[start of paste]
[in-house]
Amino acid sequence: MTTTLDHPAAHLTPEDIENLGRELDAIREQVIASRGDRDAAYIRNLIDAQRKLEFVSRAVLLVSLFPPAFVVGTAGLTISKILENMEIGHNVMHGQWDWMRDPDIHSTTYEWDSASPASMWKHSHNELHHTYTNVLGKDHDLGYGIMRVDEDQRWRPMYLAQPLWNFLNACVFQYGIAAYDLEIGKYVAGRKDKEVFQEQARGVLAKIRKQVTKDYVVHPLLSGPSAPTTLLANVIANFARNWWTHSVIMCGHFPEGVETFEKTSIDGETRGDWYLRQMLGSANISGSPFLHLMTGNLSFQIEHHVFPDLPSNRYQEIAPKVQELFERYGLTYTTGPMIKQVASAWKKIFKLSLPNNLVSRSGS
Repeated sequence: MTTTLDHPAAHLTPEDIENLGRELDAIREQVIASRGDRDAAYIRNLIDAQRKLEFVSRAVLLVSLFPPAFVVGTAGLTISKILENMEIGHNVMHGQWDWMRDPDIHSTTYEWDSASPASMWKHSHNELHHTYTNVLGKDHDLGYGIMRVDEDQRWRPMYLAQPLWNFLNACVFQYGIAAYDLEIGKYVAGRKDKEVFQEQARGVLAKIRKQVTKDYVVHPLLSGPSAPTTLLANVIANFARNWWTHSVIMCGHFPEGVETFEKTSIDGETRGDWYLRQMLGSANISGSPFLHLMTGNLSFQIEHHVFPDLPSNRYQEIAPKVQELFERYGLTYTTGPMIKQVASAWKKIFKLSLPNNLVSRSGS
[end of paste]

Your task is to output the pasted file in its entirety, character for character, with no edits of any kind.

[in-house]
Amino acid sequence: MTTTLDHPAAHLTPEDIENLGRELDAIREQVIASRGDRDAAYIRNLIDAQRKLEFVSRAVLLVSLFPPAFVVGTAGLTISKILENMEIGHNVMHGQWDWMRDPDIHSTTYEWDSASPASMWKHSHNELHHTYTNVLGKDHDLGYGIMRVDEDQRWRPMYLAQPLWNFLNACVFQYGIAAYDLEIGKYVAGRKDKEVFQEQARGVLAKIRKQVTKDYVVHPLLSGPSAPTTLLANVIANFARNWWTHSVIMCGHFPEGVETFEKTSIDGETRGDWYLRQMLGSANISGSPFLHLMTGNLSFQIEHHVFPDLPSNRYQEIAPKVQELFERYGLTYTTGPMIKQVASAWKKIFKLSLPNNLVSRSGS
Repeated sequence: MTTTLDHPAAHLTPEDIENLGRELDAIREQVIASRGDRDAAYIRNLIDAQRKLEFVSRAVLLVSLFPPAFVVGTAGLTISKILENMEIGHNVMHGQWDWMRDPDIHSTTYEWDSASPASMWKHSHNELHHTYTNVLGKDHDLGYGIMRVDEDQRWRPMYLAQPLWNFLNACVFQYGIAAYDLEIGKYVAGRKDKEVFQEQARGVLAKIRKQVTKDYVVHPLLSGPSAPTTLLANVIANFARNWWTHSVIMCGHFPEGVETFEKTSIDGETRGDWYLRQMLGSANISGSPFLHLMTGNLSFQIEHHVFPDLPSNRYQEIAPKVQELFERYGLTYTTGPMIKQVASAWKKIFKLSLPNNLVSRSGS